With Banco Industrial focused on the business sector, its list of more than 300,000 corporate clients is a Who’s Who of multinationals, including Walmart, Unilever and Nestlé. It also serves more than two million retail customers. Industrial is Guatemala’s main check-clearing institution and exclusive custodian for bonds traded on the local stock exchange. It handles a 45% share of government tax collections. Assets rose from $6.4 billion in 2011 to $6.9 billion in 2012, while nonperforming loans were 0.6% compared with a local average of 1.3%.
Diego Pulido, CEO/www.bi.com.gt
As the oldest bank in Honduras, founded in 1913, Banco Atlántida has had time to cultivate strong customer loyalty and brand recognition. Much of that time has been dedicated to reaching customers wherever they are located throughout the Central American nation, as the bank developed the country’s largest branch network. It operates 270 points of service throughout Honduras’s 18 departments. It also offers specialized banking products for SMEs. Grupo Atlántida, the bank’s holding company, includes insurance, pension fund management, leasing and warehousing subsidiaries.
Guillermo Bueso Anduray, CEO/www.bancatlan.com
Scotiabank has operated in Jamaica for 124 years and continues to consolidate its business on the island. The bank serves clients through a network of 49 offices and more than 2,300 employees. Despite a competitive mortgage market, its mortgage division posted the highest volume in mortgage sales in its 18-year history in 2012. Scotiabank Jamaica completed a project to install more than 200 environmentally friendly ATMs that require less energy and are expected to reduce their greenhouse gas emissions by at least 15% over the next five years.
Bruce Bowen, president and CEO/www.jamaica.scotiabank.com
Banamex’s history dates back to 1884, but it was its acquisition by Citigroup in 2001 that made it part of a global business that includes 200 million customers in more than 100 countries. The bank is one of Mexico’s leading CSR investors, supporting activities focused on culture, social development, the environment and financial education. Fomento Social Banamex, a program created to support vulnerable and alienated communities, celebrated its 20th anniversary in 2012. S&P affirmed the bank’s global issuer rating of BBB, the highest of any Mexican bank.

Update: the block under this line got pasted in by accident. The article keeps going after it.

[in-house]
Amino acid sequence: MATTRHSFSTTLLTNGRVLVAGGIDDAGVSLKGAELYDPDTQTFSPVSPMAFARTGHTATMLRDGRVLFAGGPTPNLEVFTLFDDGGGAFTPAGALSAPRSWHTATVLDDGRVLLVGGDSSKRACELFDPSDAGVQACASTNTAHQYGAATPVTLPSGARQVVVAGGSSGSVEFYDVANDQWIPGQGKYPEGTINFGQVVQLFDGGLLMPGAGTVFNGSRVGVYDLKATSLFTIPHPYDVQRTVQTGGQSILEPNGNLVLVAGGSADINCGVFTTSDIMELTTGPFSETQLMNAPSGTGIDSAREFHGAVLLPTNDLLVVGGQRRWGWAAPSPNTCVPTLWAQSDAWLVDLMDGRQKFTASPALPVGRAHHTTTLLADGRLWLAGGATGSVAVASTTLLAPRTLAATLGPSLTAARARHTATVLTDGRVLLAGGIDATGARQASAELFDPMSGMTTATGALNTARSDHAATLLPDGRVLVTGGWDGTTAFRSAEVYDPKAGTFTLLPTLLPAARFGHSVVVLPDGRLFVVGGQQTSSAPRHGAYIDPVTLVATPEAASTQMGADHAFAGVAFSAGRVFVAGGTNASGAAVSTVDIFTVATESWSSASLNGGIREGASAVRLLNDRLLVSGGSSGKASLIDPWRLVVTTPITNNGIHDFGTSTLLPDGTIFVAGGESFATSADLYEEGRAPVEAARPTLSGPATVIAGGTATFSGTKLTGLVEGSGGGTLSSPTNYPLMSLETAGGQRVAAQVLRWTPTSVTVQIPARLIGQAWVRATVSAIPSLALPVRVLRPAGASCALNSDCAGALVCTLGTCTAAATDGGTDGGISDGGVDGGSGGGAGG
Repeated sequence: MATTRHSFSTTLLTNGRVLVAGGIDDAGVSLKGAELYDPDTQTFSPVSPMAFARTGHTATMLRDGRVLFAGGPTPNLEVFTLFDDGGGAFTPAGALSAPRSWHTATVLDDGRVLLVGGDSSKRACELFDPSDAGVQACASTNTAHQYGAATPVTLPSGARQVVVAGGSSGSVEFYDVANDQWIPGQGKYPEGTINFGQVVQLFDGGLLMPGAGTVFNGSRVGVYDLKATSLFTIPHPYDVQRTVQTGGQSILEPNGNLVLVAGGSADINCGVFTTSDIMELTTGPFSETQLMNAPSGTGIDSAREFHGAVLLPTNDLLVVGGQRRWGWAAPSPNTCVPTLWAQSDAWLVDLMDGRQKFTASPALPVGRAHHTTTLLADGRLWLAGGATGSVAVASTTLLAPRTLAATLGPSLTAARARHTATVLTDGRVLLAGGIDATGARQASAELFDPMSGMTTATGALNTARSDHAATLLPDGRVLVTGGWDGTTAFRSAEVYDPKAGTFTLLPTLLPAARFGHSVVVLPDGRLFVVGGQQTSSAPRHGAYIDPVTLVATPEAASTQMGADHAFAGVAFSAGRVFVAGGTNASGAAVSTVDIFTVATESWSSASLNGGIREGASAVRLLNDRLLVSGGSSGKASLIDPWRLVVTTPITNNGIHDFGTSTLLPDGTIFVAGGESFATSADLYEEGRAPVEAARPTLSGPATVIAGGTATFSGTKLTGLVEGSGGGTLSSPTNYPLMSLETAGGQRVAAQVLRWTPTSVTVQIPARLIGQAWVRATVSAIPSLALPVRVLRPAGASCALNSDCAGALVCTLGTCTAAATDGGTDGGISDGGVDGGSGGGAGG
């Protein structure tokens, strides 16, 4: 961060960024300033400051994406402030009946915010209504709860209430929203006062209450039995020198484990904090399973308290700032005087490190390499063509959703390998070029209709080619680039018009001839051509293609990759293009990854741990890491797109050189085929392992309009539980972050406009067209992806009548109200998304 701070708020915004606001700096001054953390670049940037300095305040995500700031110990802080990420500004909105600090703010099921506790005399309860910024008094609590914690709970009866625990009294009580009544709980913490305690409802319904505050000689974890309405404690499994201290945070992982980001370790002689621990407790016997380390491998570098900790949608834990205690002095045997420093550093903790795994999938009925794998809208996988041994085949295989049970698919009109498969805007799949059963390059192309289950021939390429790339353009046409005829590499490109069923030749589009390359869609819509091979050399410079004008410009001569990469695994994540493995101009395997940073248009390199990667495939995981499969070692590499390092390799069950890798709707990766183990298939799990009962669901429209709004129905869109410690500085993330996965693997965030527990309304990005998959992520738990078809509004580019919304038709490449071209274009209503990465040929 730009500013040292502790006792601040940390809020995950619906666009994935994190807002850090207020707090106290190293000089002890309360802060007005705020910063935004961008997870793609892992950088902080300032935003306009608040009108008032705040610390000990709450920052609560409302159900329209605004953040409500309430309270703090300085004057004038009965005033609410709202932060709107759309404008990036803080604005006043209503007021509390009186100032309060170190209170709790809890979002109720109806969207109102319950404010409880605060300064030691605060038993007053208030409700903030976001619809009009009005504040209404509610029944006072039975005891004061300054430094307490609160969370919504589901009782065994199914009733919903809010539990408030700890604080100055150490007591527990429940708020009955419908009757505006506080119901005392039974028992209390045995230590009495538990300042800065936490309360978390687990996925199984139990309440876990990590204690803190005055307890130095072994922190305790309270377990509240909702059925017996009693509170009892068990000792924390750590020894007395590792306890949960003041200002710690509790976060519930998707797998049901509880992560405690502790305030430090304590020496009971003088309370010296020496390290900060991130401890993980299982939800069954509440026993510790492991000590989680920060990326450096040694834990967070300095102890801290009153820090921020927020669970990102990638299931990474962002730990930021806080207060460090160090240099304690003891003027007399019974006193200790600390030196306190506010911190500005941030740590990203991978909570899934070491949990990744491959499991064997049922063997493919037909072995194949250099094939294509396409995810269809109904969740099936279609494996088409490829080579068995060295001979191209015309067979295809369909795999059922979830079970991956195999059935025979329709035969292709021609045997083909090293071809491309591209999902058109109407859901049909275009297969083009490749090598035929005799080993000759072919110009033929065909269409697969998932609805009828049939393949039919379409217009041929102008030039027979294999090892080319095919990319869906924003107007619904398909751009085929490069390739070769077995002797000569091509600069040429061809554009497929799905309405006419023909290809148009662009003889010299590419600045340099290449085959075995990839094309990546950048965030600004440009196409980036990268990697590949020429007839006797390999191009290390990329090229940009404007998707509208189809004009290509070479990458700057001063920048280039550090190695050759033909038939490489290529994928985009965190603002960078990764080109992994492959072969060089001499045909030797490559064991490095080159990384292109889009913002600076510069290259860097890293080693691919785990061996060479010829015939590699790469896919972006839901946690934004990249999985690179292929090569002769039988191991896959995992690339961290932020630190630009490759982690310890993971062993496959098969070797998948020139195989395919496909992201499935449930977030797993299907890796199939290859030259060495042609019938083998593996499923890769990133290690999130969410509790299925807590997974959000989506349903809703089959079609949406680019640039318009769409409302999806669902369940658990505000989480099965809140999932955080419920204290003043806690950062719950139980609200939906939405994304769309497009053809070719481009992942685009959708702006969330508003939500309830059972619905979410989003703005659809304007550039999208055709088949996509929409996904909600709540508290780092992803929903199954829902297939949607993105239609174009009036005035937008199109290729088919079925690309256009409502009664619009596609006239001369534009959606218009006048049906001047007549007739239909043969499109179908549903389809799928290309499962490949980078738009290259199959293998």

Javier Arrigunaga, CEO – Mexico/www.banamex.com
Banco Lafise Bancentro
Lafise Bancentro posted a 33% jump in net income in 2012, to $28.7 million, marking the highest rise in its history. The bank’s loan portfolio grew 25.5%, remaining the most important credit provider to the agriculture and livestock sectors. Its performance led Fitch to upgrade the bank’s national long-term rating to A+. Lafise Bancentro was recognized by the Central American Bank for Economic Integration as an ambassador for biodiversity, having granted $3 million in loans to support sustainable industries. It also provides computers to schoolchildren throughout Nicaragua.
Roberto Zamora Llanes, president/www.bancentro.com.ni
Founded in 1955 as Panama’s first privately owned bank, Banco General remains the country’s largest locally controlled financial institution. It holds a 25.2% share of total local private-sector deposits and 18% of total local loans. The bank’s market capitalization rose 15.4% year-on-year in 2012, to $4.8 billion, while net income grew 12.9% to $261.7 million. Nonperforming loans were 0.5%. Banco General has maintained investment-grade ratings from both Fitch (BBB+) and S&P (BBB) since 1997. Its Sus Buenos Vecinos Foundation contributed $3.9 million to support 251 community projects in 2012.
Raúl Alemán Zubieta, CEO/www.bgeneral.com
Banco Itaú Paraguay
Itaú Paraguay continues to gain customer loyalty, with a 2012 Ibope poll showing it was “top of mind” for the second year in a row. It also led the country’s banking sector in terms of net profits for the ninth consecutive year. Adding to its corporate and retail banking divisions, in 2012 the bank launched a treasury unit to expand its product offerings. Itaú serves clients through 27 branches and 250 ATMs. As part of a sustainability program, the bank is in an experimental phase to operate solar-powered ATMs.